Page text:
FZ: It was the end of 2006, almost Christmas. Milan was empty. Only I was there, with the video camera from your course, a gorgeous house where I lived for two months, even the owner was gone. In the living room she had a red light, it was beautiful, and one evening I tried to shoot some images with the camera. Because in that moment I was reminded of Rembrandt in his later period, where he had even lost his mirror and made self-portraits from memory, or so the legend goes. But in my video “Self-portrait” I didn’t see myself like him: a god. I was seated there, with the red light on, in the darkness, and I shot these images; myself, almost in profile. Then in January the video course resumed in Brera, and I did the editing in the classroom, though in the end there was no editing, just a single shot. I liked it right away. Even today it is one of my favorite works. I grew up with the paintings of Rembrandt, his graphic approach, that very strong light, although my video is very, very dark, there is just a bit of red light, it is more like one of those old darkrooms for printing photos than a painting by Rembrandt. Yet I have always thought he was sitting there, near me.

BM: “U Turn” happened by chance, an unexpected twist of fate, a short family video that becomes a work, a prank that activates a space of reflection on loss and the return to the places of childhood, in a disenchanted practice, without a plan, a bitter, ironic attitude. Where do the images come from? When did you decide that those shots made playfully had become a work of art?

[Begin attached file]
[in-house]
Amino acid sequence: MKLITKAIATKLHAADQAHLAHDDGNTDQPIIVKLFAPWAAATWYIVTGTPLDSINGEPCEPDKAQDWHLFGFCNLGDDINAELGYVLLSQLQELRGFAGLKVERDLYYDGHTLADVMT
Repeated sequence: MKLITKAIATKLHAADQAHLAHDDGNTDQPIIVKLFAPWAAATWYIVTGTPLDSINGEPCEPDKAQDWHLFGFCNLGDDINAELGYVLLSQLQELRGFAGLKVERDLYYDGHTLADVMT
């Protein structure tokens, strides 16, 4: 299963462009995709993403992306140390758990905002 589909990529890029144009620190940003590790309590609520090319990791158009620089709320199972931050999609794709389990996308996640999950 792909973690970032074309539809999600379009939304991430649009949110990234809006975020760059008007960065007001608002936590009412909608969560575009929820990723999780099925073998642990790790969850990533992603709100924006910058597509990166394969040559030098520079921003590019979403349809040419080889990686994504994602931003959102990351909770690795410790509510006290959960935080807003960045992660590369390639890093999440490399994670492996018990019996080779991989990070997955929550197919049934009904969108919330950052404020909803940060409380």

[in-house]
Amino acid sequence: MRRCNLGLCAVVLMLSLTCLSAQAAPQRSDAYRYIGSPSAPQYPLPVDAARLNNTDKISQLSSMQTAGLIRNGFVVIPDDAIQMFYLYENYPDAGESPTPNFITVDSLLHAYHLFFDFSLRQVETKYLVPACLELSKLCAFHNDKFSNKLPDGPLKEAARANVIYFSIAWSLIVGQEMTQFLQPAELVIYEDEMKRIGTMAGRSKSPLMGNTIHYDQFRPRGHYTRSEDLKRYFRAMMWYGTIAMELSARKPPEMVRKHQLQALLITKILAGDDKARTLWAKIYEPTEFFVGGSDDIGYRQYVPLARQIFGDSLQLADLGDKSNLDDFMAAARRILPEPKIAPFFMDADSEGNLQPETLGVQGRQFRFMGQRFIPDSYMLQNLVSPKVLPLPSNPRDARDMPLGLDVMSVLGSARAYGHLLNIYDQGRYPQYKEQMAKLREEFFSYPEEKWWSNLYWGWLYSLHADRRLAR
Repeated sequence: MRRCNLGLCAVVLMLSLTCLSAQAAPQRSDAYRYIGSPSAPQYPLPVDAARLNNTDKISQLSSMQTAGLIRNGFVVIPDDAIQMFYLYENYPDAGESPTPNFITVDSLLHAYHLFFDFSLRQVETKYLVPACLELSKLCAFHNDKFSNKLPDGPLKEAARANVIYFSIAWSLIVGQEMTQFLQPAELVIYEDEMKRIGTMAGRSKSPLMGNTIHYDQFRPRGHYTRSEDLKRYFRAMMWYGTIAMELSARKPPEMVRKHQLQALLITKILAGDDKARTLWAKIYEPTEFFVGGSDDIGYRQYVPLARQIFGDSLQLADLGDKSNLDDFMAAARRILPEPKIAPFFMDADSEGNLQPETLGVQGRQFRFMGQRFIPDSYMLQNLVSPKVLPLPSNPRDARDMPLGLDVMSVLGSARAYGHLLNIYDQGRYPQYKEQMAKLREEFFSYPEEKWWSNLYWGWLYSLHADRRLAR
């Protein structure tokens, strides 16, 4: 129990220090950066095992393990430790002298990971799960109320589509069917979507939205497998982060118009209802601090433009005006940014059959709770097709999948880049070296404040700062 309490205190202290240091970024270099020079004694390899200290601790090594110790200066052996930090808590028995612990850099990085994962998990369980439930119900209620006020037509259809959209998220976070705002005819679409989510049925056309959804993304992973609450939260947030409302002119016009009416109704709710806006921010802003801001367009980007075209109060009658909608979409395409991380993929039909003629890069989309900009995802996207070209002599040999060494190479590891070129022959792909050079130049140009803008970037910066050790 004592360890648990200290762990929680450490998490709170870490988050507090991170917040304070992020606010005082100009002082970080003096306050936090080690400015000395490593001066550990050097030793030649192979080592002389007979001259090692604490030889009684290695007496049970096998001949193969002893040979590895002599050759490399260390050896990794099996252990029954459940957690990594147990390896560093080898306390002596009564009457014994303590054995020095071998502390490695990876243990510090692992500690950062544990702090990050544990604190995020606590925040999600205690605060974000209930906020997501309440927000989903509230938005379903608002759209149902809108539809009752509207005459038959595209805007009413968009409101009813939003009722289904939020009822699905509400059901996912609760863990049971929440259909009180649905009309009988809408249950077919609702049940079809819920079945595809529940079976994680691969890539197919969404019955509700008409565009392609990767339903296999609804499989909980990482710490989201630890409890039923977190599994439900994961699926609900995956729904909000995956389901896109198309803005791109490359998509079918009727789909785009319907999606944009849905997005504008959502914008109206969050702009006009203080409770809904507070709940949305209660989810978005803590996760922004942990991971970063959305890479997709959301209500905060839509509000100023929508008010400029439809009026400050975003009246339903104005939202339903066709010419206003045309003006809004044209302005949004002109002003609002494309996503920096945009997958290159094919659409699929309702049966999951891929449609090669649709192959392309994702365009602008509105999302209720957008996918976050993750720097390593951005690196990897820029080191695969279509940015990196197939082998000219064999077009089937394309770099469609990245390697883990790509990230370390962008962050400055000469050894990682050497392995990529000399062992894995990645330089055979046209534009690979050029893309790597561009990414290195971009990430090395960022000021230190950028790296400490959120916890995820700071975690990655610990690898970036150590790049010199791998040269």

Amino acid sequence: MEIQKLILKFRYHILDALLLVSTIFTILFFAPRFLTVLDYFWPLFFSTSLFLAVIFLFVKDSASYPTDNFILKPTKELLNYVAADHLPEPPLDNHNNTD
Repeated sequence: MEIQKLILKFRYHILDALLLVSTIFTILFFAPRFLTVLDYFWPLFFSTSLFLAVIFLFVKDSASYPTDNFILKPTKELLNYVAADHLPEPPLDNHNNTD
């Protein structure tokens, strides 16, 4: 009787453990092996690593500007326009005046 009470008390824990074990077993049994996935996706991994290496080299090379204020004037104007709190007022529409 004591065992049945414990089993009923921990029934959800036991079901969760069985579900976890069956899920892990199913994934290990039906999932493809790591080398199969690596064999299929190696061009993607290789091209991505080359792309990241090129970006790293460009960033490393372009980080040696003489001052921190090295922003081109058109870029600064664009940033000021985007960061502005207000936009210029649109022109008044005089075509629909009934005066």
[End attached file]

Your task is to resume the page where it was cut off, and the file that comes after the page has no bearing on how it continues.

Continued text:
FZ: “U Turn” is the first of the series in 2006. I remember it very well, it was before the summer, then I did the editing in your class, maybe in October or November. I was with my cousin, in the country at my grandmother’s place, and he had returned after many years. We took a walk along the river, because it was the most important childhood place, we would swim there every summer. He had this video camera, a MiniDV, typically used by tourists, but it made good images. He asked me to film him a little. Then you know what happens, when you have a camera in your hands it takes over, you can’t help it, you start doing strange shots, not like a tourist, and he became like a character in a film. That was all, end of story. But then I went to Florence to see him at his house, and he showed me the footage on VHS, on a television. And I loved it. I took the MiniDV and when I got back to Milan I did the editing in Brera. But here too, the editing was no big deal, because this too turned out to be a single take. All I did was to make it black and white. Maybe that was a mistake, because the original was totally green, beautiful. That was how “U Turn” happened, completely by chance. As I was editing I put subtitles, and the only connection that came to mind was the film “U Turn” by Oliver Stone. And that cowboy face of my cousin really looked a lot like Sean Penn. Nothing could be done about it. We were both screwed. My cousin with his ‘straight A’ answers and Sean Penn surrounded only by misery. Both were in the far-flung outskirts of town. Both screwed by fate. Both without a choice. My cousin, surrounded by my stupid questions, and Sean Penn surrounded by the curse of the American suburbs. But you know, in the end it is not so bad. Because they are both in a marvellous  landscape. What more could you want? If there is a passage, it always ends up well… Maybe you can also have a couple of laughs with Napoleon, who while he shoots his cannons asks you: will you make my portrait?